Saul Fia (Son of Saul)



I never thought I’d go to a city like Budapest and want to see so many movies. You’d think when arriving in a new place — especially one with amazing sights, nightlife and history — you’d avoid ordinary cultural pastimes. And yet, In my first week abroad, I found comfort the pale blue glow of my (brother’s) Netflix subscription. It was Catch Me If You Can and I was sick, okay? Don’t make me justify myself.


That movie needs no justification on any grounds except maybe Tom Hanks’ Boston accent. And yet, I still feel like I need to justify it because I’m in Budapest I have to have 100% unique-euro-trip experiences or I’m missing out. Fuck that though, watching movies is survival for me and I’m still not sorry.

“Movies are pleasant little lull’s in the chase scene of life.”

Movies have always been a really safe thing for me. I’ve made some of the biggest connections in my life over them (old movies with my dad, Miyazaki and PBR with Tyler, finding myself after seeing Wreck-It Ralph, etc).  When I’m coming down with a fever 4000 miles from home, you-fucking-betcha I’m grabbing a sweater, hat, and the nearest copy of In Bruges I can find to ease myself into a thick unconscious, soup (that, or NyQuil). Movies are pleasant little lull’s in the chase scene of life.


We all wish our chase scenes could be against obese tourists, but, alas.

To the crux of the matter, I was offered the opportunity to see Saul Fia (or Son of Saul for us English-ers) with English subtitles at a beautiful theater like Uránia Filmszínház and no one would judge me for sitting in the front row?! Fucking right, I’m there. For context, Saul Fia was the Oscar nominated Hungarian film that ended up winning the Best Foreign film category and I was getting to see it before the Oscars a few weeks back.

Nice. Okay. So it’s a Holocaust-theme’d film in which the camera is rarely removed from the brooding face of the title character, Saul Ausländer. I’ll be candid, it sounded pretty gimmicky at first, but I really appreciated it by the end. The film circles around the idea of a “Sonderkommando” which were the camp workers who were forced to help the German’s to manage everyone in the camp. Things like collecting valuables from clothes after entrance to the gas chamber, cleaning up the gas chamber, and much more horrifying duties.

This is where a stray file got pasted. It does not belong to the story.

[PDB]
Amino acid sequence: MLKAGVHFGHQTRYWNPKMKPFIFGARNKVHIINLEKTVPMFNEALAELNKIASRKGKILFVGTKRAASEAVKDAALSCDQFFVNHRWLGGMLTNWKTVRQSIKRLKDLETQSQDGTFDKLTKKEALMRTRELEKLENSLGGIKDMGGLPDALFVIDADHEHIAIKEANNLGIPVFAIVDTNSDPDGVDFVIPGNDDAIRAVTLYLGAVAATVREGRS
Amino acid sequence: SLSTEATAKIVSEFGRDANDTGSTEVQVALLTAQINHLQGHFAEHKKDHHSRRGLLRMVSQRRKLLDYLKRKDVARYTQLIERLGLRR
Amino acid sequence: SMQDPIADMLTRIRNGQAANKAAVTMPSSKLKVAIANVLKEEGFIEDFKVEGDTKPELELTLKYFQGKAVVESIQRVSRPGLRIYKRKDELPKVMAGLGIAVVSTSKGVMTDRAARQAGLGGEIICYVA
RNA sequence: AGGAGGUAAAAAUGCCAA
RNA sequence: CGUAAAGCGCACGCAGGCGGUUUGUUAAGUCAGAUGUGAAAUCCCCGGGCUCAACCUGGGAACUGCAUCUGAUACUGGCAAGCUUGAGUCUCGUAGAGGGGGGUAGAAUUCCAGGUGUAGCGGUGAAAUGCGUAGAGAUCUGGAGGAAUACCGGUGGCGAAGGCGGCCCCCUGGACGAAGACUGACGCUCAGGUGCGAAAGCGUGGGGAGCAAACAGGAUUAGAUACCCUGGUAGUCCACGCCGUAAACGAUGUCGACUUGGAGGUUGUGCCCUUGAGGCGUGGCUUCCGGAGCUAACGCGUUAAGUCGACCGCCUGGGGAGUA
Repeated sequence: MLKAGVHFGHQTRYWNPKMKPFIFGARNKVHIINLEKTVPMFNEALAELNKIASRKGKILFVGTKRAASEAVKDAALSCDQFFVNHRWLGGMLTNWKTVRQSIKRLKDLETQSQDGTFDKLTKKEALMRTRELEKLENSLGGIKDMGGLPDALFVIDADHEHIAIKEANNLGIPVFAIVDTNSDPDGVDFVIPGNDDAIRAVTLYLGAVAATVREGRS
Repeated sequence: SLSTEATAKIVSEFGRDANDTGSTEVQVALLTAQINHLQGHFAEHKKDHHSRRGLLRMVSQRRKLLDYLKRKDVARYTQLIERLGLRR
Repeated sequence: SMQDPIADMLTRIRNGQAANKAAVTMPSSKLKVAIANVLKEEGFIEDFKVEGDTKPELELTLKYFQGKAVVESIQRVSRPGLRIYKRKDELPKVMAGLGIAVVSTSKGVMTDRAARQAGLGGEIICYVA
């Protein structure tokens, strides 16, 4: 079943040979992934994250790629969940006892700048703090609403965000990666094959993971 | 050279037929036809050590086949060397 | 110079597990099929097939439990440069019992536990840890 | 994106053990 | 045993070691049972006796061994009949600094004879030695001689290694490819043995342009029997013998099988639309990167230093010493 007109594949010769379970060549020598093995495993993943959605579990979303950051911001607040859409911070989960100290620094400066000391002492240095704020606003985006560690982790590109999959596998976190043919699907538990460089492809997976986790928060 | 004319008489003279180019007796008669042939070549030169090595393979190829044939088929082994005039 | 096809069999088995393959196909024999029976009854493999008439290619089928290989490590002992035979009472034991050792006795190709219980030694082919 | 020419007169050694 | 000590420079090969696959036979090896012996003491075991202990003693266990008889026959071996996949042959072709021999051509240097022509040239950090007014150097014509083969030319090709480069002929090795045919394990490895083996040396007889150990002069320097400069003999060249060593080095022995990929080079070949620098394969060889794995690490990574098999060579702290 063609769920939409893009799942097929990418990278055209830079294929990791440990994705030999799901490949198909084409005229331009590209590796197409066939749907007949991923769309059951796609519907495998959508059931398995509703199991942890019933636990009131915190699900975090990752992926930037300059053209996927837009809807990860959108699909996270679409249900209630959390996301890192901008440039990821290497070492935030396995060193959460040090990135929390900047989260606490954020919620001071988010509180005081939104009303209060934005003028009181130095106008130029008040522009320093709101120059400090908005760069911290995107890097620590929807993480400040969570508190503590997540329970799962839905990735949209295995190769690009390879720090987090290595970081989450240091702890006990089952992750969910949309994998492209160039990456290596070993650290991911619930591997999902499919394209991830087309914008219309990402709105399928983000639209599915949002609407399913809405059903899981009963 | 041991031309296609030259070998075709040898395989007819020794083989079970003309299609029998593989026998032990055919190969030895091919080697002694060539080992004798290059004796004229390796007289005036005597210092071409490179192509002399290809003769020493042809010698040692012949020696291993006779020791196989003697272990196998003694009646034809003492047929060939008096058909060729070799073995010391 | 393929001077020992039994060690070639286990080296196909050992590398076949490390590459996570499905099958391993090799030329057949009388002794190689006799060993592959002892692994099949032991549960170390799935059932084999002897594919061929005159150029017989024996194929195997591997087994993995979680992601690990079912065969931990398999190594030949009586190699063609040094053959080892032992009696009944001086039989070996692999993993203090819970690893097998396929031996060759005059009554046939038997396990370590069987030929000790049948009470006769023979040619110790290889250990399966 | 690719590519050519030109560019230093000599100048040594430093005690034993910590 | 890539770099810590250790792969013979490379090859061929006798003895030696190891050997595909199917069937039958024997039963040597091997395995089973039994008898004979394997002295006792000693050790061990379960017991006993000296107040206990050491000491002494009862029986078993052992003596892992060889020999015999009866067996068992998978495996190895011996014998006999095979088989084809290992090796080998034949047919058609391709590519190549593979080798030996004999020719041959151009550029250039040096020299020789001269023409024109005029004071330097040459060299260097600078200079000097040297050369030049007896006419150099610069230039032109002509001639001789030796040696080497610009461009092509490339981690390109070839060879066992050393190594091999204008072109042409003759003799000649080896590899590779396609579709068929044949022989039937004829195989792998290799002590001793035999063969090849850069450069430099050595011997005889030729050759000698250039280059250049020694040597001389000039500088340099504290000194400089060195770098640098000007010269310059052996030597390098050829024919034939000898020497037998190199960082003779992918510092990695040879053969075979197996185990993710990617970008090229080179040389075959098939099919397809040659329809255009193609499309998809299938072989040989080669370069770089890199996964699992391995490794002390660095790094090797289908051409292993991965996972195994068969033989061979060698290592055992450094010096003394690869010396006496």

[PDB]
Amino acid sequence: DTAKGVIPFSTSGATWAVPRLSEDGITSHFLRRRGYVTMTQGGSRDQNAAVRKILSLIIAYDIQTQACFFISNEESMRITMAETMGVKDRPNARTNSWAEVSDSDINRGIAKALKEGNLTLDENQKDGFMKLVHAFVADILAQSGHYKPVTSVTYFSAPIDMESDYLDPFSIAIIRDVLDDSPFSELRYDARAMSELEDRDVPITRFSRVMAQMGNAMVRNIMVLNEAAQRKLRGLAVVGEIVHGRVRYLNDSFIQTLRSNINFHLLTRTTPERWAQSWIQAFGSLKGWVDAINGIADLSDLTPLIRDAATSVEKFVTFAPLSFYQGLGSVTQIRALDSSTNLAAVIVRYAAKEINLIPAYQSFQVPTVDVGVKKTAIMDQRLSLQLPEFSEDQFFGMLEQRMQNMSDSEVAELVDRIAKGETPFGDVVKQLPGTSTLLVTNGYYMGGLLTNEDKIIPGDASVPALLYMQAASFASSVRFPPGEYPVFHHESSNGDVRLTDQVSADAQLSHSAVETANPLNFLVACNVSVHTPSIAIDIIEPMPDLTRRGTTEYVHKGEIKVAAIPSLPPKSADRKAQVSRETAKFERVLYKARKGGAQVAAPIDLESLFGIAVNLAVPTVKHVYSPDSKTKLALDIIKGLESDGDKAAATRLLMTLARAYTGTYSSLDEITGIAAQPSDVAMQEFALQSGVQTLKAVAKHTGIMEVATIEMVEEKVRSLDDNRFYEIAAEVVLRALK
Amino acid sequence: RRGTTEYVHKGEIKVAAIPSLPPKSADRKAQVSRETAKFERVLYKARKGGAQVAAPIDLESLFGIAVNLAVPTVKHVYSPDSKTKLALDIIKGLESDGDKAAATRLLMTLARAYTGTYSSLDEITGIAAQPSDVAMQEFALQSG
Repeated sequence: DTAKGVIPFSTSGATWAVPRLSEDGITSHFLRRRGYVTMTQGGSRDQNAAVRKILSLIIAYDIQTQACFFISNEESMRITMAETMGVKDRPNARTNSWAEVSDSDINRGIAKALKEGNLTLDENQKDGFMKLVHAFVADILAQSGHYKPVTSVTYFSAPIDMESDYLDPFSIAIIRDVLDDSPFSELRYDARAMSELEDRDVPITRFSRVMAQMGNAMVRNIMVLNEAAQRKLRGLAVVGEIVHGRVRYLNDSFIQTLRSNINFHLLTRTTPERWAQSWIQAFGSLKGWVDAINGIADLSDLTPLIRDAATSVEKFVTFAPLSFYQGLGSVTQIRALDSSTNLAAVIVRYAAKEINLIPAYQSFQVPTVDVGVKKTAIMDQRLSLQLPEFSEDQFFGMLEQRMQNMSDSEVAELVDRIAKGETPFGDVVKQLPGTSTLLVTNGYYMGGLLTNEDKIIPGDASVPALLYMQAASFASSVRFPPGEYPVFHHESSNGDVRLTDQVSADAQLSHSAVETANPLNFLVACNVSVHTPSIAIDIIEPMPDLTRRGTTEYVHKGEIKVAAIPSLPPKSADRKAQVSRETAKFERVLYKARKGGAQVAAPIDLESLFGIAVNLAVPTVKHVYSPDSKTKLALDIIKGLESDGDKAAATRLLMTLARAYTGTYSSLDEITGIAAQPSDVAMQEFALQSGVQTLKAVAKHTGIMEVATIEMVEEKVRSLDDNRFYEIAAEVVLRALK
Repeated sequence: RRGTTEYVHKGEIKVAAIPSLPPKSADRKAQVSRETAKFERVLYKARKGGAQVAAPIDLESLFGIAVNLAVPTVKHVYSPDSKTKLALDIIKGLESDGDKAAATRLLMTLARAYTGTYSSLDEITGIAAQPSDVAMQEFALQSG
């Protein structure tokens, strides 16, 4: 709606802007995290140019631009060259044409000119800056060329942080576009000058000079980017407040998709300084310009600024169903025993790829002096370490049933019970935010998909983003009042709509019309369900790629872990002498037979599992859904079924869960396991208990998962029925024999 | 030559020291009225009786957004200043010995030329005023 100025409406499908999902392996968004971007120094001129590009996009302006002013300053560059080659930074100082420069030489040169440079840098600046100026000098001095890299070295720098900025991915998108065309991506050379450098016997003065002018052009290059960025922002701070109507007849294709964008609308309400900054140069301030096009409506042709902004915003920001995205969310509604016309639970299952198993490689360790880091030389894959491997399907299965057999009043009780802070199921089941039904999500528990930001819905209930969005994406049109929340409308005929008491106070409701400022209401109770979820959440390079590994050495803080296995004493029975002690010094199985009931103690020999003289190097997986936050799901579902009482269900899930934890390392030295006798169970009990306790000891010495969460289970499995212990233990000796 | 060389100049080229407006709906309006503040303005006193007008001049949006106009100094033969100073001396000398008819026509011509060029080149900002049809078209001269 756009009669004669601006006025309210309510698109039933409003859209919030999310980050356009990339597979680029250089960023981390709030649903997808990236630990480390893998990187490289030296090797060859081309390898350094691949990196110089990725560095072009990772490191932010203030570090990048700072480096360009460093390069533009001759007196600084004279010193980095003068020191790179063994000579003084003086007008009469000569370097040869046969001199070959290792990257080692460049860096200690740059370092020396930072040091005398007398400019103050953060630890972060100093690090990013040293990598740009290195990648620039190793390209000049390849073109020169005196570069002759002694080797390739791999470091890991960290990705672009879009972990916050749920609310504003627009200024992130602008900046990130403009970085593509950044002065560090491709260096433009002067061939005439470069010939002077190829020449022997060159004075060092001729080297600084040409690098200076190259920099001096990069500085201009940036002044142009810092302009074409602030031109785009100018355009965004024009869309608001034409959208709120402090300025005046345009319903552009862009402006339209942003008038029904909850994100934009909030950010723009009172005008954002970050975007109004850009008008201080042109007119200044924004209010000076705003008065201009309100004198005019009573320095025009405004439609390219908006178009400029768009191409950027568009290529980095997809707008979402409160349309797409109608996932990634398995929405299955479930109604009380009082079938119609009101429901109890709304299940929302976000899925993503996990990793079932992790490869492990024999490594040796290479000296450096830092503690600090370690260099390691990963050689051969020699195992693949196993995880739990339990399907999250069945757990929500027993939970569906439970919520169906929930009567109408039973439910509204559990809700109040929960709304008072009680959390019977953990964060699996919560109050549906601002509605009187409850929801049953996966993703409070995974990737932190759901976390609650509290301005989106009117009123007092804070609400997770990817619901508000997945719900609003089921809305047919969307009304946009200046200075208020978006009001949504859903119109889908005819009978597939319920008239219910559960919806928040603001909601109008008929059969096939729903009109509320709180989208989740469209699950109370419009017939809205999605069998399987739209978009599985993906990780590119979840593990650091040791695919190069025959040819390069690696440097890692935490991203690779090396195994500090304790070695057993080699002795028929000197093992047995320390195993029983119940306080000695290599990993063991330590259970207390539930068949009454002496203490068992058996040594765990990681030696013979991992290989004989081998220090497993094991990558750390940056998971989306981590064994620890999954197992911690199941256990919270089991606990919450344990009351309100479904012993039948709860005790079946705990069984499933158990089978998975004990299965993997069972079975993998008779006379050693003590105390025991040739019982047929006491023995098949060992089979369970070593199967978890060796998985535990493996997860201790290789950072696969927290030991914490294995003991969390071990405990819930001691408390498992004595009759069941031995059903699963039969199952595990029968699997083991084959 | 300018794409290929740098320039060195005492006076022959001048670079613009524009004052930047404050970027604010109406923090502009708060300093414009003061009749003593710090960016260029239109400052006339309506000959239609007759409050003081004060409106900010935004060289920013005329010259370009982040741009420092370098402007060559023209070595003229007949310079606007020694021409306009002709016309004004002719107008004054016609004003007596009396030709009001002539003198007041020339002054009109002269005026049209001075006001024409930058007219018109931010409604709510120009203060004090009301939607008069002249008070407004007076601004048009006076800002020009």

I really don’t want this to get heavy so I’ll spare most of the details. Essentially, Saul is forced to know what’s happening to his people (Hungarian Jews, specifically), forced to have the knowledge that he is helping them to their death in exchange for his own life. It’s not really clear if the sonderkommandos think they’ll be released after helping, but I think it’s really important to note that its a survival tactic and I personally don’t blame the sonderkommandos. They’re existence was tortured enough without my badmouthing them 70 years later on a blog about pasta and explosion gifs.*

Without spoiling too much, Saul sees a boy get removed from the gas chamber and sets out on a mission to get him the proper Jewish burial rituals that he deserves because he is his son. That all happens in the first 15 minutes of the movie and is the basis of the rest of the movie. Not a reason to not go see it now, you probably could have guessed from just hearing the title. The really interesting part is how he doggedly follows this mission, risking his own life and the lives of his fellow kommandos in the process. While the others are more concerned with keeping their head down, or revolting as coping mechanism, Saul looks inward. There’s a tight balance between self and selfless here;  he is sent to retrieve a secret package for a kommado from the women’s camp only to accidentally lose the package while trying to save the life of a rabbi who could perform the Kaddish for the burial. The paradox is further complicated as the other kommandos insist that Saul had no son, complicating the morals behind Saul’s selfless mission for the boy.

This leads to another interesting duality: community and isolation. While other kommandos band together to plot revolting, Saul looks inward to his own agenda. The tightly focused camera lens echos Saul’s narrow view, providing a window into his mind and his singular focus. It creates the atmosphere that Saul is blocking everything out around him; every major atrocity he runs into during the film is obscured or blurred to the viewer in the periphery around Saul. The camera shakes and bounces to give the audience a visceral attachment to the character so it feels like you are right there with him.

And that’s how we come back to survival. A person in a concentration camp will make intense missions for themselves to escape, to take the weight off of their hardship. They’re moving forward, not being weighed down by their situation. While skeptics of the film might claim it is “just another Holocaust memorial” and not really a Hungarian film, (coming mostly from debates with other students with whom I saw the movie) I think this mentality of survival makes it a quintessential Hungarian-borne film. The conservative Hungarian identity is synonymous with endurance and that’s what this film shows. Movies and escapism, that’s what I’m getting down to here.

It’s a really important film in my long-winded opinion, and I’d say definitely worth the price of admission (especially because movie tICKETS ARE $5 IN BUDAPEST I’M STILL NOT DONE SCREAMING ABOUT WHOOOOOO).

I’m real jazzed about it, if you can’t tell.


Speaking of escapism, I’d like to formally apologize for getting so heavy. I’ve never liked to leave anyone on a low-note so here are some disgustingly cute animals being viciously adorable.



*The meta-disillusionment is complete. I’m not trying to kid anyone anymore.

Saul Fia (Son of Saul)

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